Home

About

Advanced Search

Browse by Discipline

Scientific Societies

E-print Alerts

Add E-prints

E-print Network
FAQHELPSITE MAPCONTACT US


  Advanced Search  

 
J. theor. Biol. (1995) 177, 247262 00225193/95/230247+16 $12.00/0 7 1995 Academic Press Limited
 

Summary: J. theor. Biol. (1995) 177, 247­262
0022­5193/95/230247+16 $12.00/0 7 1995 Academic Press Limited
Discrimination Between Two Species of Microtus using both
Classified and Unclassified Observations
J.-P. AIROLDI, B. D. FLURY AND M. SALVIONI§
BES, Biology, University of Bern, Bern, Switzerland,
Department of Mathematics, Indiana University, Bloomington, IN 47405, USA and
§ Dipartimento dell' Ambiente, Ufficio Caccia e Pesca, Bellinzona, Switzerland
(Received on 21 November 1994, Accepted on 19 June 1995)
We analyse a set of morphometric data obtained from the skulls of 288 specimens of Microtus
subterraneus and M. multiplex. The chromosomes of 89 specimens were analyzed to identify the species;
species is unknown for the remaining 199 specimens. In this situation one may either use the classified
observations to estimate a discriminant function (this is the traditional approach of discriminant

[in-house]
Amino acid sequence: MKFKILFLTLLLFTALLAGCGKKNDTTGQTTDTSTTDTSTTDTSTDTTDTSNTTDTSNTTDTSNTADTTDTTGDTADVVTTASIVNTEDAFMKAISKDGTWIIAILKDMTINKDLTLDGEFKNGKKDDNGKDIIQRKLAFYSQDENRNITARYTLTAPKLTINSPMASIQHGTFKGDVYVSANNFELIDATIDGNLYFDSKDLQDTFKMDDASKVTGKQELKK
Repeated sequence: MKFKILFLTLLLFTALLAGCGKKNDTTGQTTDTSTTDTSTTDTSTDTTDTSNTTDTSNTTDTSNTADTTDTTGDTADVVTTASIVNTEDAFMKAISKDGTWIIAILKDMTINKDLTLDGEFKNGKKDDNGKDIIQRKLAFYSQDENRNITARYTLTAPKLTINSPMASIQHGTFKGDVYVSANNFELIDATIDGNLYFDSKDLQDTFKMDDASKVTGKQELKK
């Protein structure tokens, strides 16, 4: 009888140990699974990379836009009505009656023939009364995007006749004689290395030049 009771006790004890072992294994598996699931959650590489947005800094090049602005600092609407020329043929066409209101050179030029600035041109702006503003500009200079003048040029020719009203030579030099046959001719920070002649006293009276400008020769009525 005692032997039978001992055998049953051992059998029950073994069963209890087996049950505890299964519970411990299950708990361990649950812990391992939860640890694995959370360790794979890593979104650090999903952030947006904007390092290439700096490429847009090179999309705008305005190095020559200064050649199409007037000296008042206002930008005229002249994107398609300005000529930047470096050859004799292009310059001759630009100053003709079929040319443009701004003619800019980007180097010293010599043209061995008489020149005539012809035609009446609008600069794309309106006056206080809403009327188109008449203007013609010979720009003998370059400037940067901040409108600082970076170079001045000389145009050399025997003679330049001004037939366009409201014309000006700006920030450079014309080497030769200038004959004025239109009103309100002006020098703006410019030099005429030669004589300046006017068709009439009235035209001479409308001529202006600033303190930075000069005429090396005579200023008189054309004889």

analysis), or one may attempt to use the unclassified observations as well to improve parameter
estimation. The latter case, which we refer to as ``Discrimix'', is a combination of discriminant analysis
and finite mixture analysis which appears to be essentially unknown among biologists. Yet the method,
the statistical theory of which is fairly well developed under the name ``discriminant analysis with
partially classified data'', has the potential to greatly improve the estimation of classification rules, as
we illustrate using the Microtus data. Like finite mixture analysis, Discrimix requires iterative
computations to estimate the parameters, but has the advantage of fully using the information contained

  

Source: Airoldi, Jean-Pierre - Zoologischen Institut, Universität Bern

 

Collections: Environmental Sciences and Ecology